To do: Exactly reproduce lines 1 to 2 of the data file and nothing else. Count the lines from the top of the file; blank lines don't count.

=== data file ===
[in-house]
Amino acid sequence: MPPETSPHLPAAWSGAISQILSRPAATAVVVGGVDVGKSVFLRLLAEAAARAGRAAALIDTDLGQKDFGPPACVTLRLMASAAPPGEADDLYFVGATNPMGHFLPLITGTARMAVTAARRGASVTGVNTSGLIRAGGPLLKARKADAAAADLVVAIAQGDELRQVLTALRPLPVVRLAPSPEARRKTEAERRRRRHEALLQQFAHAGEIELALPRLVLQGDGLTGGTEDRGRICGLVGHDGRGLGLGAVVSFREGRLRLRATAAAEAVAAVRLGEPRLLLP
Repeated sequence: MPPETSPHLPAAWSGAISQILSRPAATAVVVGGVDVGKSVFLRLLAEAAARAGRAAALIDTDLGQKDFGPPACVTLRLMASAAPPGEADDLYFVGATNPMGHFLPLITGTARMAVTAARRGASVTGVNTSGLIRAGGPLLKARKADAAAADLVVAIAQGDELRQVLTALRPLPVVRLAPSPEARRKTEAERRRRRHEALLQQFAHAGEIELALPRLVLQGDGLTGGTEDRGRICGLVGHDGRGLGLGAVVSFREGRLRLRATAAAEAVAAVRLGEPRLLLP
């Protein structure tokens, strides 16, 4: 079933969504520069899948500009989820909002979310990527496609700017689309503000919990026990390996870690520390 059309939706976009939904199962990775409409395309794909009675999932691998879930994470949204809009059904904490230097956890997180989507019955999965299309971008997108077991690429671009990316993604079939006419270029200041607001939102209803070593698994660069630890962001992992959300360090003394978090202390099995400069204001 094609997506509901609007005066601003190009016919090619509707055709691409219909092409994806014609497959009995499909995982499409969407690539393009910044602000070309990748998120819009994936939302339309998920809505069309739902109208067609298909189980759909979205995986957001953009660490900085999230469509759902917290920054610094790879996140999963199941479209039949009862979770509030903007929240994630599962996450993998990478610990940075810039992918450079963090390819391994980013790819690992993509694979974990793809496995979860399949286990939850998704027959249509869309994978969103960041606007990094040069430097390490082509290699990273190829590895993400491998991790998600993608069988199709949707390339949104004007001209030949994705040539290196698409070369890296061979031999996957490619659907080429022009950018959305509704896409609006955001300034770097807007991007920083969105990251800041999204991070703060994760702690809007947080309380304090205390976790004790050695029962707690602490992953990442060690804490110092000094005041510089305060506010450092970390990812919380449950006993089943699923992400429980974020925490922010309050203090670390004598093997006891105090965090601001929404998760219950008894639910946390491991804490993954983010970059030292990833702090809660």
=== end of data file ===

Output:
[in-house]
Amino acid sequence: MPPETSPHLPAAWSGAISQILSRPAATAVVVGGVDVGKSVFLRLLAEAAARAGRAAALIDTDLGQKDFGPPACVTLRLMASAAPPGEADDLYFVGATNPMGHFLPLITGTARMAVTAARRGASVTGVNTSGLIRAGGPLLKARKADAAAADLVVAIAQGDELRQVLTALRPLPVVRLAPSPEARRKTEAERRRRRHEALLQQFAHAGEIELALPRLVLQGDGLTGGTEDRGRICGLVGHDGRGLGLGAVVSFREGRLRLRATAAAEAVAAVRLGEPRLLLP